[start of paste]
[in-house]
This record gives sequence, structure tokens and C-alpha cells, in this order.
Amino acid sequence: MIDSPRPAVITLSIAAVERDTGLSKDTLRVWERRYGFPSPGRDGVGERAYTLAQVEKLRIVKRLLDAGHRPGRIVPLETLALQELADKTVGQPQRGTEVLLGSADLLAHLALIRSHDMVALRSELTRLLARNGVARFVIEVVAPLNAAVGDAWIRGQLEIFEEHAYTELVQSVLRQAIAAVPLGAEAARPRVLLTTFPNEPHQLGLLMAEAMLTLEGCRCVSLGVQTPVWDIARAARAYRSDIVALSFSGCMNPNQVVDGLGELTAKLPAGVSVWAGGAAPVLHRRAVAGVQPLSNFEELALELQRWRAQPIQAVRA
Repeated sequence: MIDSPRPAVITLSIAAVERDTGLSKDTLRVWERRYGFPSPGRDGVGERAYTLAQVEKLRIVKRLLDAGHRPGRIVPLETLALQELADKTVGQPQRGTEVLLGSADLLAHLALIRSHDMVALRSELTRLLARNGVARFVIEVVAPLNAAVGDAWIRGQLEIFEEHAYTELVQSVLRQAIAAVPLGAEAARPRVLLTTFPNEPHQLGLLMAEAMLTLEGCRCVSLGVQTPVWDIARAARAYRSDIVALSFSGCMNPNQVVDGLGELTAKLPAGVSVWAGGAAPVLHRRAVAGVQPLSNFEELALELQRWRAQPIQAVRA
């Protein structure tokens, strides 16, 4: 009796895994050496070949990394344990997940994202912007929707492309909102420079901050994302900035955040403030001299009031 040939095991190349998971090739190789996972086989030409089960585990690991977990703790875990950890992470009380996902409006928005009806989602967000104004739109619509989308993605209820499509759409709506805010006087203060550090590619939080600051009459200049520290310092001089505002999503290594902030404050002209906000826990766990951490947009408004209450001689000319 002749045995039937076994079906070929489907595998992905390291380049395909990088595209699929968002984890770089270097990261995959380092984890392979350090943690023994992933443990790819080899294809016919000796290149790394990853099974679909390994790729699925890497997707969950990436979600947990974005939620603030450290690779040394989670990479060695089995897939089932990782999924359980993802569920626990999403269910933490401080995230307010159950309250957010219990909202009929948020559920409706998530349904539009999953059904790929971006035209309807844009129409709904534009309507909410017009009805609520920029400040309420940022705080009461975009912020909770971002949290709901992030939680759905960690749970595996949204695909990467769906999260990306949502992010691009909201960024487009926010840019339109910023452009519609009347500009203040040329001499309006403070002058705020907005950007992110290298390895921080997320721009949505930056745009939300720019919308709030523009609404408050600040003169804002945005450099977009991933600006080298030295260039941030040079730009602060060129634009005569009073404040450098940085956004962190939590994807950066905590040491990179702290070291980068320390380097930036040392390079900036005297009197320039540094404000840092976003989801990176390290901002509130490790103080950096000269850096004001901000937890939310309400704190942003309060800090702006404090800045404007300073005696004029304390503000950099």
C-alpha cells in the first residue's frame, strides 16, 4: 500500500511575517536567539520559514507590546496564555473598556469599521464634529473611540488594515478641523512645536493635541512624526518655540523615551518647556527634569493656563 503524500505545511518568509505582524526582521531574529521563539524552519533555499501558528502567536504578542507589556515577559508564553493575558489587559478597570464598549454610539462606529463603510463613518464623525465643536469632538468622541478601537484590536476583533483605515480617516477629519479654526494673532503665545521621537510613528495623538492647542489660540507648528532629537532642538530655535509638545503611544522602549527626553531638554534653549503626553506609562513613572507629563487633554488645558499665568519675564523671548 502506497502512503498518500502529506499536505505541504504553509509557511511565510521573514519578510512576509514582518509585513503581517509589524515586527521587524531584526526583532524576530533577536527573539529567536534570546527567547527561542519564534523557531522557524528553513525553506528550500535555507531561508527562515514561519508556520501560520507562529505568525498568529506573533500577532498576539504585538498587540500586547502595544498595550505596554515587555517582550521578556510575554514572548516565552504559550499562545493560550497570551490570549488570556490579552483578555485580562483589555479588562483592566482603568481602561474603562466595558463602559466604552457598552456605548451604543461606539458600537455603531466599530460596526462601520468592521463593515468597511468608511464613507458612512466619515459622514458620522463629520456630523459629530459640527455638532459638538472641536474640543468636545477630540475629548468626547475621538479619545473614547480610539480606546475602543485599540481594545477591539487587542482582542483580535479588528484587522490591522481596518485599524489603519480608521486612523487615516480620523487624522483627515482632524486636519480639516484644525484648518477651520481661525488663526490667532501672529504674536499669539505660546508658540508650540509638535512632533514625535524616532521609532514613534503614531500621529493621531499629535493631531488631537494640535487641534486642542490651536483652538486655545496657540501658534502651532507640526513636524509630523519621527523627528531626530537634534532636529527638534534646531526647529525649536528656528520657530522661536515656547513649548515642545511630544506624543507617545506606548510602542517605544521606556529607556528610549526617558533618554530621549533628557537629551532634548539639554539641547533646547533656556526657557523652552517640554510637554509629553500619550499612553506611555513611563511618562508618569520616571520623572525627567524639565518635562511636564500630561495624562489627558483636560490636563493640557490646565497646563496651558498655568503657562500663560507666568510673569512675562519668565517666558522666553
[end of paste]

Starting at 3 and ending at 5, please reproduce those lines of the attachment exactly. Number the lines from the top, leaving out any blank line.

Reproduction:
Amino acid sequence: MIDSPRPAVITLSIAAVERDTGLSKDTLRVWERRYGFPSPGRDGVGERAYTLAQVEKLRIVKRLLDAGHRPGRIVPLETLALQELADKTVGQPQRGTEVLLGSADLLAHLALIRSHDMVALRSELTRLLARNGVARFVIEVVAPLNAAVGDAWIRGQLEIFEEHAYTELVQSVLRQAIAAVPLGAEAARPRVLLTTFPNEPHQLGLLMAEAMLTLEGCRCVSLGVQTPVWDIARAARAYRSDIVALSFSGCMNPNQVVDGLGELTAKLPAGVSVWAGGAAPVLHRRAVAGVQPLSNFEELALELQRWRAQPIQAVRA
Repeated sequence: MIDSPRPAVITLSIAAVERDTGLSKDTLRVWERRYGFPSPGRDGVGERAYTLAQVEKLRIVKRLLDAGHRPGRIVPLETLALQELADKTVGQPQRGTEVLLGSADLLAHLALIRSHDMVALRSELTRLLARNGVARFVIEVVAPLNAAVGDAWIRGQLEIFEEHAYTELVQSVLRQAIAAVPLGAEAARPRVLLTTFPNEPHQLGLLMAEAMLTLEGCRCVSLGVQTPVWDIARAARAYRSDIVALSFSGCMNPNQVVDGLGELTAKLPAGVSVWAGGAAPVLHRRAVAGVQPLSNFEELALELQRWRAQPIQAVRA
């Protein structure tokens, strides 16, 4: 009796895994050496070949990394344990997940994202912007929707492309909102420079901050994302900035955040403030001299009031 040939095991190349998971090739190789996972086989030409089960585990690991977990703790875990950890992470009380996902409006928005009806989602967000104004739109619509989308993605209820499509759409709506805010006087203060550090590619939080600051009459200049520290310092001089505002999503290594902030404050002209906000826990766990951490947009408004209450001689000319 002749045995039937076994079906070929489907595998992905390291380049395909990088595209699929968002984890770089270097990261995959380092984890392979350090943690023994992933443990790819080899294809016919000796290149790394990853099974679909390994790729699925890497997707969950990436979600947990974005939620603030450290690779040394989670990479060695089995897939089932990782999924359980993802569920626990999403269910933490401080995230307010159950309250957010219990909202009929948020559920409706998530349904539009999953059904790929971006035209309807844009129409709904534009309507909410017009009805609520920029400040309420940022705080009461975009912020909770971002949290709901992030939680759905960690749970595996949204695909990467769906999260990306949502992010691009909201960024487009926010840019339109910023452009519609009347500009203040040329001499309006403070002058705020907005950007992110290298390895921080997320721009949505930056745009939300720019919308709030523009609404408050600040003169804002945005450099977009991933600006080298030295260039941030040079730009602060060129634009005569009073404040450098940085956004962190939590994807950066905590040491990179702290070291980068320390380097930036040392390079900036005297009197320039540094404000840092976003989801990176390290901002509130490790103080950096000269850096004001901000937890939310309400704190942003309060800090702006404090800045404007300073005696004029304390503000950099």